compared to what? Think about this. An xbox is useless if unconnected to the internet. Same for a PlayStation 3. So really they have no choice. Oh and when you are talking about the new Xbox one, this video was from its launch. I love how it was edited to point out the obvious. Very little games. Isnt that the purpose of a console? I mean if I want another dvr I can get a non microsoft or sony one right? Watch this and count the number of times any game or game logo appears. Then ask how of that 2 billion was actual games.
http://youtu.be/KbWgUO-Rqcw [youtu.be]

Re:Really? (2)

Xest (935314) | about a year ago | (#43839157)

"compared to what? Think about this. An xbox is useless if unconnected to the internet. Same for a PlayStation 3."

What? Why are they useless? They both still function perfectly, just like with a PC you can't enjoy online content like multiplayer gaming or watch things like iPlayer or Netflix that stream video that's all.

Neither the XBox 360 or PS3 have an online requirement for anything other than online content. The only exception I can think of is if you want to download Live Arcade games on, say, a friend's console and then continue to play them after disconnecting from XBox Live.

"Very little games."

There usually never is more than 10 - 30 on release of a console. I think the XBox One said 15 exclusives on release and then presumably a whole bunch of non-exclusives and possibly even some arcade games, so all in it seems about standard for a console release. Not sure about the PS4's launch lineup though.

Re:Really? (3, Insightful)

Parker Lewis (999165) | about a year ago | (#43839153)

And how about the loses from the beginning of this generation? The article talks about the entire generation, not only a specific quarter.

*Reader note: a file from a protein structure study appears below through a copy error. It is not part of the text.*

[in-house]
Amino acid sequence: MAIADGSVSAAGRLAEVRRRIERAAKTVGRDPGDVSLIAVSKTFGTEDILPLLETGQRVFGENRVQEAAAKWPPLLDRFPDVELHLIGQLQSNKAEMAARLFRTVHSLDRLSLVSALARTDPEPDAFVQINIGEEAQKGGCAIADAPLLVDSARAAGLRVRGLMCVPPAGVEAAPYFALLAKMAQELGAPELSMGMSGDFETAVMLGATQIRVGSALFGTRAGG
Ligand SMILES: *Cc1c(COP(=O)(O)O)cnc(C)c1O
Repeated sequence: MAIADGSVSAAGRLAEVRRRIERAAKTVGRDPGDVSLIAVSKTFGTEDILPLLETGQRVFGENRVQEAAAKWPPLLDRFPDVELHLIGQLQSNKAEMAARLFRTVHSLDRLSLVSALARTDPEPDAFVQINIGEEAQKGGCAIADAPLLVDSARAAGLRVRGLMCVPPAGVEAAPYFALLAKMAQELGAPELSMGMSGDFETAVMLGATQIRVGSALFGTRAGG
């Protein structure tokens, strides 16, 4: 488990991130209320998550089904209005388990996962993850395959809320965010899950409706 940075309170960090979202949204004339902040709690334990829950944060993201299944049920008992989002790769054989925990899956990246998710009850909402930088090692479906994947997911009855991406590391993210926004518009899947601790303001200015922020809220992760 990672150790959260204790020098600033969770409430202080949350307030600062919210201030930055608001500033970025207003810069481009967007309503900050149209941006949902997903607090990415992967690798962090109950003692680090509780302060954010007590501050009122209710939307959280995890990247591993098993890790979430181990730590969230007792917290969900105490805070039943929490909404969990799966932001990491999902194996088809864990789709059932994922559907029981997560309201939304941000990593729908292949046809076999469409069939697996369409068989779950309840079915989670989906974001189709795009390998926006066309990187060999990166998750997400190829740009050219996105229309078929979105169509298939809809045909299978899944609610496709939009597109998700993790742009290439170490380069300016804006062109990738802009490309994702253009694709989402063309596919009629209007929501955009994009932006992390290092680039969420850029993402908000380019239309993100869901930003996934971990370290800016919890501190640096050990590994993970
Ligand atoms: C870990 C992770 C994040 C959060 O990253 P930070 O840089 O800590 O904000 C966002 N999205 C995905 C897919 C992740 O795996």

Consoles aren't profitable? (5, Insightful)

dicobalt (1536225) | about a year ago | (#43838545)

*blink* *blink* No... I'm pretty sure Sony and Microsoft are making lots of money off licensing, game sales, and content distribution. The point is that the hardware itself doesn't need to be profitable.

Re:Consoles aren't profitable? (1)

gl4ss (559668) | about a year ago | (#43838597)

*blink* *blink* No... I'm pretty sure Sony and Microsoft are making lots of money off licensing, game sales, and content distribution. The point is that the hardware itself doesn't need to be profitable.

"even with the excessive lifespan of this recent generation, cannot generate enough revenue with that control to be worth it."

personally though I wold think the hw to be profitable on it's own at least few months from launch at least.. or they're buying their stuff wrong. the next gen, knowing how x86 chip prices go, should be dirt cheap to them one year from now.

Re:Consoles aren't profitable? (3, Informative)

citizenr (871508) | about a year ago | (#43838653)

*blink* *blink* No... I'm pretty sure Sony and Microsoft are making lots of money off licensing, game sales, and content distribution. The point is that the hardware itself doesn't need to be profitable.

Microsoft spend >6 billion dollars building Xbox brand. They barely started making profit last year? (or maybe in 2011). It will take them ~6 more years to recoup this investment.

Re:Consoles aren't profitable? (0)

Anonymous Coward | about a year ago | (#43838819)

They started making money in 2009 on it. the 360 they are now profitable on, though they are still in the toilet for total investment if you include original xbox.

Let me get this straight... (5, Insightful)

MachineShedFred (621896) | about a year ago | (#43838919)

So an American corporation takes a long view on a business proposition rather than playing the short con quarterly filing scams, and this is a bad thing?

Remember when that's the way business worked? Microsoft (at least, this division) is actually doing it right, and not bending to the whims of shareholders and 10Q filings with the SEC.

Re:Let me get this straight... (1)

citizenr (871508) | about a year ago | (#43838973)

Xbox was introduced in 2001. M$ will be lucky to turn a profit on the overall investment in 2019. Nuclear power plants take ~20 years to amortize.
This is not a long investment, this is an eternity.

Re:Let me get this straight... (0)

Anonymous Coward | about a year ago | (#43839039)

They would be very close to an overall profit already. It is a little hard to be sure though as the division the Xbox is in also includes some other large loss leaders like the windows phone division and online. though I believe currently they are profitable on the 360 and should be Brand wise profitable in the next year or two. They have built up a huge brand over the last decade with an unequalled online gaming business with Xbox live. I would think they would be incredibly happy with how it has gone.

Re:Let me get this straight... (1)